Monday, October 26, 2009

Turnover machine

On the frustratingly long drive home from Ann Arbor on Sunday, my brother and I got into a long discussion about Denard Robinson, in which he deemed Robinson a "turnover machine", and further still, declared he didn't want to see Robinson under center anymore. He had given up. I can't say I blame him, but I disagreed, despite the mass of evidence in his corner. Robinson has thrown 4 INTs on only 21 pass attempts. That's Josh Nesbitt bad. Further, he's lost at least three fumbles that I can remember (of course, absolutely no one keeps individual fumble statistics and I can't remember exactly how many he's lost) and put the ball on the ground a number of other times. Denard has done little to inspire confidence, but despite all of that, I still want to see him in the game.

Robinson is a true freshman, and if we learned anything from last year, it's that these freshmen from the warmer tropics of Florida take some time to get adjusted to the cold and rain of the Midwest (just last week, Odoms proved he still wasn't over his fumbly ways on punt returns). The fumbles, though, from comments made by Rodriguez and Robinson seem to be fundamental things that are just going to need to get ironed out, sooner or later. Denard appears to be waiting just a bit too long to secure the ball. He's carried the ball 51 times and put it on the ground 3-6 times. Those are bad numbers but ones that are probably correctable.

The interceptions are a different story. On 21 attempts, Denard has thrown 4 INTs--one, I'm not entirely sure was his fault. This week's pick almost certainly was. I'm going to have to watch it again on film, but it looked to me like Denard misread the coverage, Penn State slipped their corners into a short zone, and Denard bit on the look.

Brian of MGoBlog's take on Denard/Rodriguez:

I'm fine with deploying Robinson, but Michigan has to be more flexible with him. The difference between second and nine, when a Robinson run is still a plausible threat, and third and nine, when it isn't, is obvious: second down is an open seam that Koger (argh) drops; third down is a horrible interception. Bringing Robinson in is fine—he was effective, the third and long was the result of a penalty and a drop—but once it's a passing down, Forcier's got to come in.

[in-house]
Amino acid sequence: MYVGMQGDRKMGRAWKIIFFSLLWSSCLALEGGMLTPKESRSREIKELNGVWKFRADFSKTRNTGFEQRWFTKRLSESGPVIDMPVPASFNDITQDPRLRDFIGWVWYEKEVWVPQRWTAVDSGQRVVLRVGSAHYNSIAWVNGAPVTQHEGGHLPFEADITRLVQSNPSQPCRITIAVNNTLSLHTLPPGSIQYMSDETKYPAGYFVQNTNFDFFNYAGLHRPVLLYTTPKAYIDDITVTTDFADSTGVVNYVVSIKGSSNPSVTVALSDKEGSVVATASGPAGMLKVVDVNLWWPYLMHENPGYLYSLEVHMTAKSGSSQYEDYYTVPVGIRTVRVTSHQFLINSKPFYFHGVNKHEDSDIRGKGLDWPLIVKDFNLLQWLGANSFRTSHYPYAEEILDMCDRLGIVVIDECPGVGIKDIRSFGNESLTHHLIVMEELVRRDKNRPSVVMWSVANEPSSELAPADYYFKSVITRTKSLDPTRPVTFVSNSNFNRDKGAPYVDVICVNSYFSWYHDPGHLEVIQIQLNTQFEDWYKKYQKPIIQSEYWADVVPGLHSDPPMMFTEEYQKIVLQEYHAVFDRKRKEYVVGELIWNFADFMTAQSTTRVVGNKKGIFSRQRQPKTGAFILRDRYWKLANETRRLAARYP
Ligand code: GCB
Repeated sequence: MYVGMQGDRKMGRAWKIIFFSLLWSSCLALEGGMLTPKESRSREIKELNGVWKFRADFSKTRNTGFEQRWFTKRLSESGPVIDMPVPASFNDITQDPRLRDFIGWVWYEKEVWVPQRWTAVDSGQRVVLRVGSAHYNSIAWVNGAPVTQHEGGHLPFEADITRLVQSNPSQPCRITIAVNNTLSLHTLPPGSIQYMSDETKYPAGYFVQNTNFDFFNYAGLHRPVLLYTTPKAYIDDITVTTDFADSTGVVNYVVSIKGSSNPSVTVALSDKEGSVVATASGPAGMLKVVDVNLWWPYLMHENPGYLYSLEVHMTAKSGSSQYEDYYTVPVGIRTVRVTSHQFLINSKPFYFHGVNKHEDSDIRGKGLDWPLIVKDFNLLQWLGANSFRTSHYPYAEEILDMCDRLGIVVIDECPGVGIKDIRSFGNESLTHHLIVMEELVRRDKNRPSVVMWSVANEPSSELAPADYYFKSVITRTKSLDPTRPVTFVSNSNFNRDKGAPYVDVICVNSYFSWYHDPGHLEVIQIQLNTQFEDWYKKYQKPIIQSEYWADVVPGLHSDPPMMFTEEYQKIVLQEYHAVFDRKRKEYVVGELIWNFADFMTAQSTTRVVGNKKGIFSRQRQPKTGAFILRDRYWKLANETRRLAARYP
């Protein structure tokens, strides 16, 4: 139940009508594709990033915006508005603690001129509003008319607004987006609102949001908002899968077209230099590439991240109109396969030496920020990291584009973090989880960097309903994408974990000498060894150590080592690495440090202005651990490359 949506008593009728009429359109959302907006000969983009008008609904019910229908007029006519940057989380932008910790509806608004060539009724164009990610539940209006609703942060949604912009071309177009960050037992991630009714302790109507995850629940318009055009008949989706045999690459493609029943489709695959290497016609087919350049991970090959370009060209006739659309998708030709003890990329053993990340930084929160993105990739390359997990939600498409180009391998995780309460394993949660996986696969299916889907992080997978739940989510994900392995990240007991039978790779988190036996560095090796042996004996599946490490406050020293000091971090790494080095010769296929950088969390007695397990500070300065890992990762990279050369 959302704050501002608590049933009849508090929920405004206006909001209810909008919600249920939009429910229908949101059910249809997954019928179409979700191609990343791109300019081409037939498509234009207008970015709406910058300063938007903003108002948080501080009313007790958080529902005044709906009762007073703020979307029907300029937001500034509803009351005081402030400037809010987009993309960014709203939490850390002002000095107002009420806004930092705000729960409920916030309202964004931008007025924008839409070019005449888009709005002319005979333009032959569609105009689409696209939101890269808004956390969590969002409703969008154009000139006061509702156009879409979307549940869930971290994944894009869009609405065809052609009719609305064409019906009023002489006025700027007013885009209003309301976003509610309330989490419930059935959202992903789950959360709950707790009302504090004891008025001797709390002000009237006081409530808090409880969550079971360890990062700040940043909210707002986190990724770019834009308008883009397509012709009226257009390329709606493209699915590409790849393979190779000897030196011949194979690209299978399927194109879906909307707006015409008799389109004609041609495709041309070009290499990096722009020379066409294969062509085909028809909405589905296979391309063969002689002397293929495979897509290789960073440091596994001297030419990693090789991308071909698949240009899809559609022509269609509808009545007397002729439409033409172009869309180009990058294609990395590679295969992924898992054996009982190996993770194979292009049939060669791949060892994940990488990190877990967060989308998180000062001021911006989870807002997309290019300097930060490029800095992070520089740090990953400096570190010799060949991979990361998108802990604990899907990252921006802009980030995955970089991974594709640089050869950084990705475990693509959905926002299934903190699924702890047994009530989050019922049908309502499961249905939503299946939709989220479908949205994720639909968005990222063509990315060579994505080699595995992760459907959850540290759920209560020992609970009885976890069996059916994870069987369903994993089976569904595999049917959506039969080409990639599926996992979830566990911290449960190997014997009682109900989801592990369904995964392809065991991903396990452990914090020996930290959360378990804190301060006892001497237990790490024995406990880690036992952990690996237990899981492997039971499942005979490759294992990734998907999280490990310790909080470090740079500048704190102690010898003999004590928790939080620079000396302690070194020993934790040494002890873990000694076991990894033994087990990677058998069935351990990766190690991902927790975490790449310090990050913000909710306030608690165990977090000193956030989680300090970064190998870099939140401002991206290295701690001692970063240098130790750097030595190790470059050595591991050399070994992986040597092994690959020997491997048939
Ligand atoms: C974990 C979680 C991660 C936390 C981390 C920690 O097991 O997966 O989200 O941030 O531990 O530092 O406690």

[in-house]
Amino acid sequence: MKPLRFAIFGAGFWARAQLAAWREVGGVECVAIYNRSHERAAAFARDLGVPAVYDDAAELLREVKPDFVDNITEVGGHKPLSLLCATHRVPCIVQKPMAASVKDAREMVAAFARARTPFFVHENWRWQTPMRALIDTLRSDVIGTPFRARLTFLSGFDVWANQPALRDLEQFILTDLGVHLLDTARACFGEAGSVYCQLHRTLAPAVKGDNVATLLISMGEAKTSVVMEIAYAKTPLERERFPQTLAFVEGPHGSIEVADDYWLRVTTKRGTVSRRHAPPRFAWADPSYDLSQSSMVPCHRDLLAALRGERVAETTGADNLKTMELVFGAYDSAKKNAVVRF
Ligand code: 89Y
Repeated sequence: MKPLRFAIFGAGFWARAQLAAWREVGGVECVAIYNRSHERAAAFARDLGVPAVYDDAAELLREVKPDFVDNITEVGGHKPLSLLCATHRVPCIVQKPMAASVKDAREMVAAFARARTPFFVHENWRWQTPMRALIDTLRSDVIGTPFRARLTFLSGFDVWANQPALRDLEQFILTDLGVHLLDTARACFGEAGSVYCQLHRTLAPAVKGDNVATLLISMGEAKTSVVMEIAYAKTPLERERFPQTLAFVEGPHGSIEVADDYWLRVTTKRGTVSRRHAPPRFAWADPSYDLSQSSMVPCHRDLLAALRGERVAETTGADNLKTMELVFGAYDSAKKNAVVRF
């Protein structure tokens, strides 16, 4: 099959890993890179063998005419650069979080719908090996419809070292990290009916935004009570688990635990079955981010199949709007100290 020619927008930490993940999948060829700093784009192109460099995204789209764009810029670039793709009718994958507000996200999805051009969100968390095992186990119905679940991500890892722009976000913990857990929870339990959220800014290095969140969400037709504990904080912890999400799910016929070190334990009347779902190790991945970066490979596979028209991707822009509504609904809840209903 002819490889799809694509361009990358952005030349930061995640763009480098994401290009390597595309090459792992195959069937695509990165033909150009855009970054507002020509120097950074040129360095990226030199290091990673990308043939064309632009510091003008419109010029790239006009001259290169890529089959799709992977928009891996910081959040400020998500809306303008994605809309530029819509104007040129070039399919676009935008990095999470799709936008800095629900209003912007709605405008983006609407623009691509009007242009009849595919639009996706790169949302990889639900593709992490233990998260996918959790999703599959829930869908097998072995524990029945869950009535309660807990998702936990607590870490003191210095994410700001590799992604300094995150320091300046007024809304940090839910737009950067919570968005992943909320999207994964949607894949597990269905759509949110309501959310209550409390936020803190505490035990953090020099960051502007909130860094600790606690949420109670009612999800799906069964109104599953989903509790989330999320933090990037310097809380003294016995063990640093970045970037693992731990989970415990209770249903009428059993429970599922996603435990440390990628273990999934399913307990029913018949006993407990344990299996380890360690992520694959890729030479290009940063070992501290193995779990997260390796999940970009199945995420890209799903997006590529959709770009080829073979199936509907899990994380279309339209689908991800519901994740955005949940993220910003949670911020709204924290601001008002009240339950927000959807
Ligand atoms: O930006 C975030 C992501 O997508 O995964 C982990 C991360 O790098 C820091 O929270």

I don't know that I wholly agree with this. Let's look at Denard's passing credentials: A true freshmen, dual threat quarterback who completed under 50% of his passes in high school and has thrown, against non-Delaware State competition, 17 collegiate passes. So insofar as Denard shouldn't be in the game on third and long, I can agree with Brian. But the more important point that he doesn't address is that Robinson is clearly not being given the same playbook as Forcier.

All season, we had heard that Denard/Tate/Sheridan were being given the same playbook; they're all quarterbacks and will all be treated as such. And yet after the Michigan State game, you get quotes from MSU players that say things to the extent of "80% of the time Denard is in the game they run the ball. They did it here too." Denard Robinson is not yet a passer, but exclusively running the ball with him on first and second down is a bad idea. We've seen that on plays with simplified reads, Denard can make some good throws--he did so against Iowa, Indiana, and Western Michigan. These plays need to be run early and often in Denard series. To say, "Run the ball until you don't think you can get a first down. Then throw for the first down." is unfair and unwise. Denard needs more of the playbook, least of all, to the keep defenses honest.

So Rodriguez needs to put him in a more realistic position to succeed. The way he's been deploying Denard--giving him complete series instead of just using him as a change-of-pace quarterback like he was used early in the year--is not particularly well planned. I mentioned before the Delaware State game that I wanted to see Denard given the full playbook. He wasn't, and only attempted four passes in a game when he should've thrown the ball 15-20 times. So Denard may be a turnover machine right now, but that's only because he's being forced into positions where, unless he defies logic and data, he's going to fail.


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